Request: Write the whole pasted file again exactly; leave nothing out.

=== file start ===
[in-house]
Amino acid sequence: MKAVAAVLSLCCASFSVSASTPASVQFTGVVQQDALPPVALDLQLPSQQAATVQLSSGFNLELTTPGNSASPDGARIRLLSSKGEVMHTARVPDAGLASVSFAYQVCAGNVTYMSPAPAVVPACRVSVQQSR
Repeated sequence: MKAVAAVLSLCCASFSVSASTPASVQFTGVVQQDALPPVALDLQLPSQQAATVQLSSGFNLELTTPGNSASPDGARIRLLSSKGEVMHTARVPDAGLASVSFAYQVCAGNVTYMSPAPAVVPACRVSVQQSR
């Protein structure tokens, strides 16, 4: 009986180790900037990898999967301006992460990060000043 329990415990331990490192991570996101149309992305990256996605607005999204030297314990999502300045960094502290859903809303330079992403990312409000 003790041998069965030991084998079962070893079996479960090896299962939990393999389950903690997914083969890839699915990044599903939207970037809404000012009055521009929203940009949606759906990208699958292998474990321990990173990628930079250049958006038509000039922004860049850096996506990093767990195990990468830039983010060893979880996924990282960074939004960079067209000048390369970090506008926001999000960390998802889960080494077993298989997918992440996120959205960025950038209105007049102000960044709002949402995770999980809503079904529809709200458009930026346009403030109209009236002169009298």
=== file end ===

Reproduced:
[in-house]
Amino acid sequence: MKAVAAVLSLCCASFSVSASTPASVQFTGVVQQDALPPVALDLQLPSQQAATVQLSSGFNLELTTPGNSASPDGARIRLLSSKGEVMHTARVPDAGLASVSFAYQVCAGNVTYMSPAPAVVPACRVSVQQSR
Repeated sequence: MKAVAAVLSLCCASFSVSASTPASVQFTGVVQQDALPPVALDLQLPSQQAATVQLSSGFNLELTTPGNSASPDGARIRLLSSKGEVMHTARVPDAGLASVSFAYQVCAGNVTYMSPAPAVVPACRVSVQQSR
């Protein structure tokens, strides 16, 4: 009986180790900037990898999967301006992460990060000043 329990415990331990490192991570996101149309992305990256996605607005999204030297314990999502300045960094502290859903809303330079992403990312409000 003790041998069965030991084998079962070893079996479960090896299962939990393999389950903690997914083969890839699915990044599903939207970037809404000012009055521009929203940009949606759906990208699958292998474990321990990173990628930079250049958006038509000039922004860049850096996506990093767990195990990468830039983010060893979880996924990282960074939004960079067209000048390369970090506008926001999000960390998802889960080494077993298989997918992440996120959205960025950038209105007049102000960044709002949402995770999980809503079904529809709200458009930026346009403030109209009236002169009298």